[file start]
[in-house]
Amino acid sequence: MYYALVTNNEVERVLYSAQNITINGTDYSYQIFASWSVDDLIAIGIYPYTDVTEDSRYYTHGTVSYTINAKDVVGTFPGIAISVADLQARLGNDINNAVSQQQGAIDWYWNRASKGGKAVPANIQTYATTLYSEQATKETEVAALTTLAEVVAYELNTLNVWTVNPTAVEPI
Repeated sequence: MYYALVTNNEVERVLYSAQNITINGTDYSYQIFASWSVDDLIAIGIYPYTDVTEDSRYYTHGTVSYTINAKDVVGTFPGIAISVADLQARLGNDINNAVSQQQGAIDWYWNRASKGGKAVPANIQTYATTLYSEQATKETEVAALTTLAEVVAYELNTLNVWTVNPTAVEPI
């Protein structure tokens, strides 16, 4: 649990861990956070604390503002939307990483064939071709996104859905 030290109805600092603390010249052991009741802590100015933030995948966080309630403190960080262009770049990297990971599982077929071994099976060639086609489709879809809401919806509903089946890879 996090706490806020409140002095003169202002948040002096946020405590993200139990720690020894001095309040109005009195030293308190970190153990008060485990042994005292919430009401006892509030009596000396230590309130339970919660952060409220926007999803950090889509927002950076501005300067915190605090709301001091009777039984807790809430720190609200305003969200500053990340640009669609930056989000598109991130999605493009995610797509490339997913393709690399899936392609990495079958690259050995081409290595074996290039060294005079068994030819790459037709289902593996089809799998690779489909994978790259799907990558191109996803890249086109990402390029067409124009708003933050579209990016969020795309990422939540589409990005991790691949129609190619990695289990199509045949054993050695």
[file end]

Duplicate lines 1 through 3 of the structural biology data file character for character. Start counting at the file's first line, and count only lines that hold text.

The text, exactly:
[in-house]
Amino acid sequence: MYYALVTNNEVERVLYSAQNITINGTDYSYQIFASWSVDDLIAIGIYPYTDVTEDSRYYTHGTVSYTINAKDVVGTFPGIAISVADLQARLGNDINNAVSQQQGAIDWYWNRASKGGKAVPANIQTYATTLYSEQATKETEVAALTTLAEVVAYELNTLNVWTVNPTAVEPI
Repeated sequence: MYYALVTNNEVERVLYSAQNITINGTDYSYQIFASWSVDDLIAIGIYPYTDVTEDSRYYTHGTVSYTINAKDVVGTFPGIAISVADLQARLGNDINNAVSQQQGAIDWYWNRASKGGKAVPANIQTYATTLYSEQATKETEVAALTTLAEVVAYELNTLNVWTVNPTAVEPI